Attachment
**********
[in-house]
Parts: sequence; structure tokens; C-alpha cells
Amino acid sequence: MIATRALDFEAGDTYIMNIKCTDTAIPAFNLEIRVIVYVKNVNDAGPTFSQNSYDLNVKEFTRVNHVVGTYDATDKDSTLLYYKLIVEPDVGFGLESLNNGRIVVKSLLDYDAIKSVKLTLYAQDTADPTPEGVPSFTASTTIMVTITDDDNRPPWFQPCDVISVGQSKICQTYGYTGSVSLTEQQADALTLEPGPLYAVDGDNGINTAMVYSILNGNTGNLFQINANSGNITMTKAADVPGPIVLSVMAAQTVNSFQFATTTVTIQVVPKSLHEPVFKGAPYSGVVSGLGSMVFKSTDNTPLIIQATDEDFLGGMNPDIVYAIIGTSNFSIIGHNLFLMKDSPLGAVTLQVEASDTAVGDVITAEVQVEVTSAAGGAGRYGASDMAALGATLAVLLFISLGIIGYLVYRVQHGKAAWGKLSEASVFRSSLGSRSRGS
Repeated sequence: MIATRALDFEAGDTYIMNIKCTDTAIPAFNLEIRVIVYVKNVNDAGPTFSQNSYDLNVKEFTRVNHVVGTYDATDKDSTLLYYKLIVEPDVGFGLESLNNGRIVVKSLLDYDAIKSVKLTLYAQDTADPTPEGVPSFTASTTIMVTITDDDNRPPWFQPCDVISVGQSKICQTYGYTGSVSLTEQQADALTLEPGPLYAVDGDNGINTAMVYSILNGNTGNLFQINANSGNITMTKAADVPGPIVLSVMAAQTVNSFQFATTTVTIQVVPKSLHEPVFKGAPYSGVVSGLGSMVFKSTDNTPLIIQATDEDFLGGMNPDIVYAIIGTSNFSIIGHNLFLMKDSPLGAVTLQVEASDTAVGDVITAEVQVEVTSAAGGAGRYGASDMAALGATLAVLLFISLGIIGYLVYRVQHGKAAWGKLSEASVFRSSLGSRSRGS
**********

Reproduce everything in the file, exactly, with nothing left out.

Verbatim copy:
[in-house]
Parts: sequence; structure tokens; C-alpha cells
Amino acid sequence: MIATRALDFEAGDTYIMNIKCTDTAIPAFNLEIRVIVYVKNVNDAGPTFSQNSYDLNVKEFTRVNHVVGTYDATDKDSTLLYYKLIVEPDVGFGLESLNNGRIVVKSLLDYDAIKSVKLTLYAQDTADPTPEGVPSFTASTTIMVTITDDDNRPPWFQPCDVISVGQSKICQTYGYTGSVSLTEQQADALTLEPGPLYAVDGDNGINTAMVYSILNGNTGNLFQINANSGNITMTKAADVPGPIVLSVMAAQTVNSFQFATTTVTIQVVPKSLHEPVFKGAPYSGVVSGLGSMVFKSTDNTPLIIQATDEDFLGGMNPDIVYAIIGTSNFSIIGHNLFLMKDSPLGAVTLQVEASDTAVGDVITAEVQVEVTSAAGGAGRYGASDMAALGATLAVLLFISLGIIGYLVYRVQHGKAAWGKLSEASVFRSSLGSRSRGS
Repeated sequence: MIATRALDFEAGDTYIMNIKCTDTAIPAFNLEIRVIVYVKNVNDAGPTFSQNSYDLNVKEFTRVNHVVGTYDATDKDSTLLYYKLIVEPDVGFGLESLNNGRIVVKSLLDYDAIKSVKLTLYAQDTADPTPEGVPSFTASTTIMVTITDDDNRPPWFQPCDVISVGQSKICQTYGYTGSVSLTEQQADALTLEPGPLYAVDGDNGINTAMVYSILNGNTGNLFQINANSGNITMTKAADVPGPIVLSVMAAQTVNSFQFATTTVTIQVVPKSLHEPVFKGAPYSGVVSGLGSMVFKSTDNTPLIIQATDEDFLGGMNPDIVYAIIGTSNFSIIGHNLFLMKDSPLGAVTLQVEASDTAVGDVITAEVQVEVTSAAGGAGRYGASDMAALGATLAVLLFISLGIIGYLVYRVQHGKAAWGKLSEASVFRSSLGSRSRGS